Adding a pinch (5g) of fairly pricey Rushmore (a beautifully deep-red oakleaf) to a batch of salad mix. This is the basic all-lettuce summer blend: seven varieties, selected mainly for color (greens to reds), texture (flat to frilly), and to some degree, seed cost (the price range of lettuce varieties is quite extreme). This inexpensive digital gram scale makes it easy to add relatively small quantities of certain varieties, and keep each batch consistent. Weigh out, shake up in bottle, ready to go. Here: 100g – that’s a lot of little lettuce!
Yesterday’s harvest that went to today’s farmers’ market, my earliest market start by almost two months! From the unheated greenhouse: kale, green and red mustard, and lettuce mix times two. Harvest conditions: -2°C outside, a perfect-working-weather 10°C inside. At the end, the sun came out and it started to get sweatingly hot under a T-shirt, shirt and fleece. But, already done! No rinsing, just covered and into a cool room for a 6 a.m. pick-up this morning. It felt a little odd, starting the year’s Saturday markets so early, and indoors—this fall, if all goes as intended, weekly market will cease to end for winter and become instead a fully year-round thing…
This bowl of lettuces and kale is the first cut of spring, taken from the unheated greenhouse while snow flurries whip around outside. With the help of 6 mils of plastic and some row cover, the salad easily survived three months of winter, with temperatures that went down to -30°C (-22°F). The texture and color are good, the taste, deliciously bold. Fantastic! The flowers are bok choi that managed to bolt in the alternating warmth and cold—on sunny days, the hoophouse temperature could easily reach 10-15°C (50-59°F), even when it was sub-zero outside. Interesting!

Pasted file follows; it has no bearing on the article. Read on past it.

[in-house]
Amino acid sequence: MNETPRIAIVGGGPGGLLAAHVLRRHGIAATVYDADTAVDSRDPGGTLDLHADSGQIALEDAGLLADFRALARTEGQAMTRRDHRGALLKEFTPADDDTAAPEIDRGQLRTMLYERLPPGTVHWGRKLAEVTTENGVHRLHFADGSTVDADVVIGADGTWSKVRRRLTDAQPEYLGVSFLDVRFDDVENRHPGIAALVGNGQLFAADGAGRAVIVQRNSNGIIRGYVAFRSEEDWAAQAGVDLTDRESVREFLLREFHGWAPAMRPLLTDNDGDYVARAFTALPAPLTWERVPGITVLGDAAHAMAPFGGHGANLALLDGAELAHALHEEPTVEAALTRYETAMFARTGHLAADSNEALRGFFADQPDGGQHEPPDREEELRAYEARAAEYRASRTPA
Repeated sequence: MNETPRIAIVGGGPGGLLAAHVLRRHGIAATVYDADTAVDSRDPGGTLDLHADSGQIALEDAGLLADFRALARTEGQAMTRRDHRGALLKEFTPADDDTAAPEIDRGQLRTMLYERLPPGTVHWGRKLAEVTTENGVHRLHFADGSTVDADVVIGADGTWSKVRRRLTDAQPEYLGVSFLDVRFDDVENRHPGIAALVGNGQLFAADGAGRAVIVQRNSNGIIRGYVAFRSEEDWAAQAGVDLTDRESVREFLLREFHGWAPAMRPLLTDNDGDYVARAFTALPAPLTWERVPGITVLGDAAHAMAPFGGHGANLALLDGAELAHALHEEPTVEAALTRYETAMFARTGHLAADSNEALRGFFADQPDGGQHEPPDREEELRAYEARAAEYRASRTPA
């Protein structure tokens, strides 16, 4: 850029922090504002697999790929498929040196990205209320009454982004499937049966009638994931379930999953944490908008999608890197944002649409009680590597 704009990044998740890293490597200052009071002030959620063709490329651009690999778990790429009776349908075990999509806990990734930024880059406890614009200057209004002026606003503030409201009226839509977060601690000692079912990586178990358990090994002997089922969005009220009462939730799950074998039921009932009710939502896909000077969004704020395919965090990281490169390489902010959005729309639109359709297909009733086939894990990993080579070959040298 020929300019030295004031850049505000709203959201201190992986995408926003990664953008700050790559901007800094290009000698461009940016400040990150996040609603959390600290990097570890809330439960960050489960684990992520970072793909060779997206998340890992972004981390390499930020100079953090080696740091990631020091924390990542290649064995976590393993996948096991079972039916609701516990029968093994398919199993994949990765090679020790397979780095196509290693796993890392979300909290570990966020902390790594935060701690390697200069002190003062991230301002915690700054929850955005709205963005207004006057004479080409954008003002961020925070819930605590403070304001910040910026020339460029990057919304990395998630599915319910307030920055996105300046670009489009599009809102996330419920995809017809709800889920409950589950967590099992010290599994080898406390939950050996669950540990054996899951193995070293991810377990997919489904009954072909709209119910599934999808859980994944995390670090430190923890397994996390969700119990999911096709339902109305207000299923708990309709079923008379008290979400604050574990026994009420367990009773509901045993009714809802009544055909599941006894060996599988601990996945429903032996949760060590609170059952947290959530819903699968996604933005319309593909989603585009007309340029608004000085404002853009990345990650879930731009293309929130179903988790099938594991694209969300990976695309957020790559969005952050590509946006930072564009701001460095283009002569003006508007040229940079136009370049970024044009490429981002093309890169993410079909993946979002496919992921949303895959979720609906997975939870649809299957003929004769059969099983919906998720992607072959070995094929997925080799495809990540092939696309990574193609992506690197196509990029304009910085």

This is exactly what small-scale looks like. Prepping and seeding another 20 or so beds, a couple already seeded with salad greens, the rest with compost lightly scattered—maybe a little more spreading, then tilling, sectioning into 50′ or 100′ by 4 or 5′ beds, smoothing, and seeding with the Planet Jr. Sometimes this tiny farming feels to me like being in a little boat on a big, big ocean. Maybe not that dramatic, but I’m definitely adrift in a deep blue sea! Fun.
This has gotta be the most painstaking way to plant out two acres of veggies! To recap: different sections of the two fields are at different stages of tillage (Peter down the road has had to come back a couple of times to disc, and there’s STILL a small section to go), and of course there was no time to spread manure in the fall. It’s even a little more complicated, with a fair amount of chopped up sod getting in the way. Sooo, we’re working a few beds at a time, with different treatments depending on the crop.
Here, Tara and Lynn prepare a 50′ x 3′ (15.2m x 0.9m) bed for baby lettuce for mesclun. Because it’s seeded densely and grows quickly, we decided to apply a fair amount of that expensive certified organic compost, and then reuse this bed for at least one or two more mesclun plantings later in the season.
Spreading from Bags Method 1: We brought over a stack of 40lb (18kg) bags in the bucket of the Kubota compact tractor, emptied 8 bags one by one, and lightly raked them in. Thinking about it afterwards, it seemed easier to empty the bags into the bucket, use a shovel to spread, then rake it in. An extra step, but overall quicker to incorporate.
Definitely hand-work, especially compared to loading up an 8-ton manure spreader and driving it around with a big tractor, like we mostly used to do! Good thing we’re only giving this special treatment to a few beds for salad greens. And it is all getting done…